An unexpected dividend of starting a blog has been 'meeting' some amazingly funny, eclectic, and strange women via the blogophere. Some of them have been writing posts about what they're thankful for in this mortal coil. So I've got a list of my own thankful stuff.
Let's automatically assume all the assumable things: God, family, health, friends, funds for the trappings of middle-class suburbia. Don't misunderstand me...just because they're grouped as such doesn't make me any less thankful (sorry for the double-negative, grammar Nazis). But let's get to the wacky thanksy list, shall we?
Some of you reading this are probably too young to remember life before Caller ID. Bless your hearts. Let me tell ya, it was God awful. You had to actually talk to people, most of them beyond annoying because they wanted to sell you stuff - or worse - people you knew, but had successfully avoided in person. Now, thanks to caller ID, I've avoided whole hoards of people for, like, decades. Pure awesomeness.
Being a Woman in the United States
I'm not saying being a woman is always easy, but dagnabbit I'm uber thankful I get to share my witchy-woman-ways in this country. And I
want to thank this country for allowing me to take out more money in student loans than I'm worth in insurance money...but hey, at least I was able to earn a top notch education and utilize it to make $.77 for every buck a guy makes.
Ok, all snark aside, I love my country. I'm a patriot with roots dating back to the American Revolution and beyond (from my non-Jewish side, but hey, it still counts). This country may still objectify women, undervalue our paid and non-paid labor and fail to fully represent our interests in corporate and government affairs, but better here than almost anywhere else, where I'd probably be stoned to death by leaving my head uncovered or expected to cook and clean while tending my in-laws goat herd. Have you ever been around goats? They smell nasty and they're the a-holes of the animal kingdom. Just saying...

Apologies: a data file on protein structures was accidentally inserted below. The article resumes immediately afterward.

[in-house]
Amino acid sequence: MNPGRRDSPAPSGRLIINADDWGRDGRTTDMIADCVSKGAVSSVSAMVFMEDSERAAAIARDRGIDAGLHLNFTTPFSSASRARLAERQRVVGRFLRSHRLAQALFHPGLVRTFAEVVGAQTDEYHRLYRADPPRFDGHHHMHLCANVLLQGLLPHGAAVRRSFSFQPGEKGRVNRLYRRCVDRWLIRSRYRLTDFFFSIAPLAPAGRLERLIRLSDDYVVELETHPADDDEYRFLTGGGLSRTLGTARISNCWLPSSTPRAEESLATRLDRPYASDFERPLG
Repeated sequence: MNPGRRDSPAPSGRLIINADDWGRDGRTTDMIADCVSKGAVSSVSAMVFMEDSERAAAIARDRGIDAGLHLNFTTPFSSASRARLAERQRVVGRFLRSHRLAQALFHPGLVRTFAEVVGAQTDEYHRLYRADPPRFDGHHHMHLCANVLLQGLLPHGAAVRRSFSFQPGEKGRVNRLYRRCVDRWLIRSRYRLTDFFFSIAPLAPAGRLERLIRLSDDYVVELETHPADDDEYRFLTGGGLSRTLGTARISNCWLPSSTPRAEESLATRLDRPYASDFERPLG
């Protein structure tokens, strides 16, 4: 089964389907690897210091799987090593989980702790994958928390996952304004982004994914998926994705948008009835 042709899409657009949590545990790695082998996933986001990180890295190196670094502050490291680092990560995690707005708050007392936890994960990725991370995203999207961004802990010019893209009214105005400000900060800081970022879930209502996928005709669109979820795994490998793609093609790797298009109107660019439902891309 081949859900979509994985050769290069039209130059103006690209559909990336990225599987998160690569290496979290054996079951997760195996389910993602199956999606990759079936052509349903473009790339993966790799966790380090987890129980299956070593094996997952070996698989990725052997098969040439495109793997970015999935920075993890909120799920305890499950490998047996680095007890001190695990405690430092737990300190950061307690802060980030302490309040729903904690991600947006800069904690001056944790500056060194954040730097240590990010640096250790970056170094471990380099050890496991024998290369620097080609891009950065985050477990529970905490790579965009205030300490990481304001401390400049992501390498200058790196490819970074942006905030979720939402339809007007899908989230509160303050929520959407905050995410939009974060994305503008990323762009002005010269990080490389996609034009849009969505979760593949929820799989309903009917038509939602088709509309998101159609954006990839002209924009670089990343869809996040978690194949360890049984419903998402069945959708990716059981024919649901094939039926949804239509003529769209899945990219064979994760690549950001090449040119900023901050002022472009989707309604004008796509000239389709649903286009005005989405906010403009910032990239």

If I only had to cook once every fiscal quarter, or just for major holidays - and major is defined by either a school closing or a Hallmark card display - then having to cook wouldn't be a big deal. And in fairness, I should report that Hot Hubby does his fair share of cooking. That said, having to come up with a dinner every-friggin'-night sucks weinis.
That is why food delivery is a beautiful thing. I wish my lil' town in Northern Virginia had more to offer than pizza, Thai, and Chinese, but I am grateful nonetheless for my limited food delivery. My ass isn't, but the rest of me is.
Being Born in the Age of Frequent Showers, Antiperspirant, and Braces
As a former history professor, I used to entertain the well-worn fantasy of when and where would I travel back in time for a visit, equipped with my DeLorean time machine, of course (sorry for the bad 80s movies reference. My husband would be proud). Anyway, as I've aged and got-me-some-learning, I've realized a couple of things:
1. Thank God for orthodontics because without them, there wouldn't have been enough donkeys and lactating cows in my dowry to marry me off. Not to brag, but I had quite the overbite in my day.
2. People stink. Can you imagine how putrid it was in the Middle Ages, when deodorant was non-existent and showers were a rarity? Dear GOD I reek like the most unholy of beasts if I miss one day alone.
I'm a typical American in that I prize straight, white teeth and artificial smells which mimic the idea of nature - with scents like Fresh Breeze, Happy Beach Day, and Sunshine Rainbow Morning Dew - instead of the real thing like Horse Manure, Dog Flatulence, or Rotting Fruit on the Ground. Guess I'm funny that way.
Privilege - The Other White Meat